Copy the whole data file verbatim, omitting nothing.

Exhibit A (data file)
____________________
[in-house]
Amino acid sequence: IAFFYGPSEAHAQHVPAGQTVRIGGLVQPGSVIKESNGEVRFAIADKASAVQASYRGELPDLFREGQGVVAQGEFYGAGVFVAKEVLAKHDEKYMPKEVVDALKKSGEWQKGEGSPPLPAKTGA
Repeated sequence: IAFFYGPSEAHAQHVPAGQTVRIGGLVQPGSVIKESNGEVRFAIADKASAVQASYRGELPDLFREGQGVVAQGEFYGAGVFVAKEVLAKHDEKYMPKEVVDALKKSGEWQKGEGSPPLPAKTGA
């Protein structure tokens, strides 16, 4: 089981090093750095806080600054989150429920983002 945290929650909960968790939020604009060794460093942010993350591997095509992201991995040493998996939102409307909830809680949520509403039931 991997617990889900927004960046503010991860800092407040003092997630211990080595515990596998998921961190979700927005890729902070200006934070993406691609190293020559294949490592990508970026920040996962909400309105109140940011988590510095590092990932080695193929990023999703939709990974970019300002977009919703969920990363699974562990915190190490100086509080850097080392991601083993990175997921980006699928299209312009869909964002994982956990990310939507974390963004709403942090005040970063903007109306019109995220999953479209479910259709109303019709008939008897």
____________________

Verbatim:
[in-house]
Amino acid sequence: IAFFYGPSEAHAQHVPAGQTVRIGGLVQPGSVIKESNGEVRFAIADKASAVQASYRGELPDLFREGQGVVAQGEFYGAGVFVAKEVLAKHDEKYMPKEVVDALKKSGEWQKGEGSPPLPAKTGA
Repeated sequence: IAFFYGPSEAHAQHVPAGQTVRIGGLVQPGSVIKESNGEVRFAIADKASAVQASYRGELPDLFREGQGVVAQGEFYGAGVFVAKEVLAKHDEKYMPKEVVDALKKSGEWQKGEGSPPLPAKTGA
């Protein structure tokens, strides 16, 4: 089981090093750095806080600054989150429920983002 945290929650909960968790939020604009060794460093942010993350591997095509992201991995040493998996939102409307909830809680949520509403039931 991997617990889900927004960046503010991860800092407040003092997630211990080595515990596998998921961190979700927005890729902070200006934070993406691609190293020559294949490592990508970026920040996962909400309105109140940011988590510095590092990932080695193929990023999703939709990974970019300002977009919703969920990363699974562990915190190490100086509080850097080392991601083993990175997921980006699928299209312009869909964002994982956990990310939507974390963004709403942090005040970063903007109306019109995220999953479209479910259709109303019709008939008897």